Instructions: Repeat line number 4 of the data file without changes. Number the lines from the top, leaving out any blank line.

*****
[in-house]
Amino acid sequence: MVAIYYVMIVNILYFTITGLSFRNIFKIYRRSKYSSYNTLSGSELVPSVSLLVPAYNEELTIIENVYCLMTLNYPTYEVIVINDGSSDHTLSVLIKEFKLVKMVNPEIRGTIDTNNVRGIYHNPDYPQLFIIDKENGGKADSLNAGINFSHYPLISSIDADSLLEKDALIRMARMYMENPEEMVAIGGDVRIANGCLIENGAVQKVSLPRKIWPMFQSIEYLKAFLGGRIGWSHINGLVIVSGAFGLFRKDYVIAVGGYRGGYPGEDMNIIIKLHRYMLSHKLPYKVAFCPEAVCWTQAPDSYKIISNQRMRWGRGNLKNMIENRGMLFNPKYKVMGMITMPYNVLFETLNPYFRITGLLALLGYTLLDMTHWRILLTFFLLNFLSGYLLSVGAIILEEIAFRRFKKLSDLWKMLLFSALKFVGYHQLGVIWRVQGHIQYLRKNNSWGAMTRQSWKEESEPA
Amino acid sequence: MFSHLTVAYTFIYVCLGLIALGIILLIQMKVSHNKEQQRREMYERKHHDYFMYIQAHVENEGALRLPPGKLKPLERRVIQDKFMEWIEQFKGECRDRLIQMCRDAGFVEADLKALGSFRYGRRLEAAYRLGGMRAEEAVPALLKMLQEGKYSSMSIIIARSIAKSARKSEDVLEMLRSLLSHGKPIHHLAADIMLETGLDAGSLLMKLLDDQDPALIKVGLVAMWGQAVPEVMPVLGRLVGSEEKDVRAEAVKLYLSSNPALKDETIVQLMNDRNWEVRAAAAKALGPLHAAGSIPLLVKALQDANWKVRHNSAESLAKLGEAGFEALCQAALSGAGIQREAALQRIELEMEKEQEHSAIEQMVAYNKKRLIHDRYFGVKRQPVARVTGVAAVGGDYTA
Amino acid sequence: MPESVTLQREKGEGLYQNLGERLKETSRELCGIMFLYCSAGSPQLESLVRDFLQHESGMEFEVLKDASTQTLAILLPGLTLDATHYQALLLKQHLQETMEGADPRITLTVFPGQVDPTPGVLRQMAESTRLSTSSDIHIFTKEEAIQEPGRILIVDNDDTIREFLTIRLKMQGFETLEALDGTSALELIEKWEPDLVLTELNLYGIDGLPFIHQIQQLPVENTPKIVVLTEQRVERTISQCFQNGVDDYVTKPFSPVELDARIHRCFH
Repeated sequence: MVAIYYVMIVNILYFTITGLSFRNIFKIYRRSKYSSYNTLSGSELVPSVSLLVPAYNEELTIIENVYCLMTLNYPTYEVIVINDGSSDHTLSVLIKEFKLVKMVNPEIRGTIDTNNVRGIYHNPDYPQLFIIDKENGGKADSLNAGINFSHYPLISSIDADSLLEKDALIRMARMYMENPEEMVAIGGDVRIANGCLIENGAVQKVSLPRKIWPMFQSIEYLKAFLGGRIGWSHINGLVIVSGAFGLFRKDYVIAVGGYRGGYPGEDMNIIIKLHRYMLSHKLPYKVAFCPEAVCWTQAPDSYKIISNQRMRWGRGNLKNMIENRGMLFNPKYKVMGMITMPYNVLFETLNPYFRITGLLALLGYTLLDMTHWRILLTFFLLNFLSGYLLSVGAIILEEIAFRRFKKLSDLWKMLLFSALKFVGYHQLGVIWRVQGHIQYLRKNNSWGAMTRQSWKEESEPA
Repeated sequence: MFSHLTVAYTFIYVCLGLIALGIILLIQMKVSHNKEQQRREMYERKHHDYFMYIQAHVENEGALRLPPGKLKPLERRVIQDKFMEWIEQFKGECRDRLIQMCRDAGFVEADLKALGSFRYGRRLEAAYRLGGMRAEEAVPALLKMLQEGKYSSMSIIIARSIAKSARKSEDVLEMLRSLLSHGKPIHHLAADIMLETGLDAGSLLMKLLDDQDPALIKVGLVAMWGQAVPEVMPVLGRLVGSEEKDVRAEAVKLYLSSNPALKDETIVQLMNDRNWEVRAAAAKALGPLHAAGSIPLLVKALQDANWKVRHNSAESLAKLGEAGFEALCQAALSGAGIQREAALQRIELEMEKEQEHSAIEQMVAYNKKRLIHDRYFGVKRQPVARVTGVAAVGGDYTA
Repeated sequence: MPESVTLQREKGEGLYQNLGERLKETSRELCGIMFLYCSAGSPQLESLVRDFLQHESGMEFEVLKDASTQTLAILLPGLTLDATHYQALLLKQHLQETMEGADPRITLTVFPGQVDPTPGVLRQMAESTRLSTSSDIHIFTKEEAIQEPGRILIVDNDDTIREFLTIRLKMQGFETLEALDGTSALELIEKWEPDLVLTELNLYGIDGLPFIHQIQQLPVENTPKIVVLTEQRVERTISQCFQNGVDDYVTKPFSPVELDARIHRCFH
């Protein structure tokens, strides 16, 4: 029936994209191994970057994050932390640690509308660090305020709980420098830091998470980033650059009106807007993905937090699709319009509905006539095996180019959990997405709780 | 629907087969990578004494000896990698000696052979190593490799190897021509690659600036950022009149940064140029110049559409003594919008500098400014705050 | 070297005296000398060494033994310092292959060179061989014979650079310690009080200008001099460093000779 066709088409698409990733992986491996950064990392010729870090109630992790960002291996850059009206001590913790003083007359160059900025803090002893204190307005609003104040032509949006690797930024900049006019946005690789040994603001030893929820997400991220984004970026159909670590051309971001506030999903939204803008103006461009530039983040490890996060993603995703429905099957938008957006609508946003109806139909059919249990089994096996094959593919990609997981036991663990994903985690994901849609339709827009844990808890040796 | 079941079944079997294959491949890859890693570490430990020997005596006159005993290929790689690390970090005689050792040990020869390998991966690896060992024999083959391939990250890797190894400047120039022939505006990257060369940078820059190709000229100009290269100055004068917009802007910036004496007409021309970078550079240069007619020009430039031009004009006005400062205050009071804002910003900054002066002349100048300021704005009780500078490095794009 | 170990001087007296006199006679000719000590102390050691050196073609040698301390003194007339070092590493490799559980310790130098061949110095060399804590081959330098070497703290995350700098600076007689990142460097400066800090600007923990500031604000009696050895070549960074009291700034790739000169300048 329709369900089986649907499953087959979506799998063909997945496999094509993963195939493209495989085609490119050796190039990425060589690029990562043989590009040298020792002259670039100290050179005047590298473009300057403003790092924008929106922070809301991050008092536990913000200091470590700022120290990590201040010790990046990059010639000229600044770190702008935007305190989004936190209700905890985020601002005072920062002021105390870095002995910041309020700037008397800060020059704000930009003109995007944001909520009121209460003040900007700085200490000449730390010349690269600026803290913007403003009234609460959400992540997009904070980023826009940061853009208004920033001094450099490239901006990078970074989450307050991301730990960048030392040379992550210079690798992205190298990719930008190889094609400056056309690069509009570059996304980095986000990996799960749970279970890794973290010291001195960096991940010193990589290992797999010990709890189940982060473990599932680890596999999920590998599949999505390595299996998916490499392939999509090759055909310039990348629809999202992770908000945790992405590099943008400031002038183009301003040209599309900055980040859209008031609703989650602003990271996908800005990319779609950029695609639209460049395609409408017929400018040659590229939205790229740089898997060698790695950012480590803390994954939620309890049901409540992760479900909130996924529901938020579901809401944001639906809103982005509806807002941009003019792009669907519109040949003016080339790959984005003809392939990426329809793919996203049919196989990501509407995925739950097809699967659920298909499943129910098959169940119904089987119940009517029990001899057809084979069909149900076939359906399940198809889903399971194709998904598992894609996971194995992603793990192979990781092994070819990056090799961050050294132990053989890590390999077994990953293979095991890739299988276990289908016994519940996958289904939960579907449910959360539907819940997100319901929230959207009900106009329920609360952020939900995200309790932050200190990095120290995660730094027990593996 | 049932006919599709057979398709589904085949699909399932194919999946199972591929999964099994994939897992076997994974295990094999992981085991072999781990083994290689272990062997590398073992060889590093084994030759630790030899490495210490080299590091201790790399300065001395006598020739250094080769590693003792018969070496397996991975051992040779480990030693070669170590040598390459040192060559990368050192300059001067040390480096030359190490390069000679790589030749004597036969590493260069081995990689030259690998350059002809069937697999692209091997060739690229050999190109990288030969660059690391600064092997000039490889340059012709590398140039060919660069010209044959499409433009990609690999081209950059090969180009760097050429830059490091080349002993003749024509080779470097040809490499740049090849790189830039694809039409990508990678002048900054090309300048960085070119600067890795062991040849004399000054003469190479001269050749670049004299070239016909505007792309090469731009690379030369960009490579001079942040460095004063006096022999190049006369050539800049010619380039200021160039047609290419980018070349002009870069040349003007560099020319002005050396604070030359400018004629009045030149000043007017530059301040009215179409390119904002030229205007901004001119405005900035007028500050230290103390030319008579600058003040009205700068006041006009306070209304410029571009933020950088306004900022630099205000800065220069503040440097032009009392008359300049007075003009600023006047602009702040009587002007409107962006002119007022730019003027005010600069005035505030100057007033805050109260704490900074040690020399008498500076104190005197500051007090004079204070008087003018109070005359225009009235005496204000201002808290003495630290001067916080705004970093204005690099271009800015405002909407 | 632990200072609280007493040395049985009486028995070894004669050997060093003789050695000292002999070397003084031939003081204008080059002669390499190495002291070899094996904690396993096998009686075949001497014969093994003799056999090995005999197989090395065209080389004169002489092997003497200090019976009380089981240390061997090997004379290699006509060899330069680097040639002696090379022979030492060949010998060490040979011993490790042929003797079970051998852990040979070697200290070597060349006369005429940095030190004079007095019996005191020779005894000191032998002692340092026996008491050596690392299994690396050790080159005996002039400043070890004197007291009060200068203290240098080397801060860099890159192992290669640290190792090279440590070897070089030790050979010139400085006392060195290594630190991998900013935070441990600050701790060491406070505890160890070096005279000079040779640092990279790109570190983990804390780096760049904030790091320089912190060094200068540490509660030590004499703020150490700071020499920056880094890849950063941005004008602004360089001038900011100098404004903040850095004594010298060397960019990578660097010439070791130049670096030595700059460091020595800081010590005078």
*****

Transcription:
Amino acid sequence: MPESVTLQREKGEGLYQNLGERLKETSRELCGIMFLYCSAGSPQLESLVRDFLQHESGMEFEVLKDASTQTLAILLPGLTLDATHYQALLLKQHLQETMEGADPRITLTVFPGQVDPTPGVLRQMAESTRLSTSSDIHIFTKEEAIQEPGRILIVDNDDTIREFLTIRLKMQGFETLEALDGTSALELIEKWEPDLVLTELNLYGIDGLPFIHQIQQLPVENTPKIVVLTEQRVERTISQCFQNGVDDYVTKPFSPVELDARIHRCFH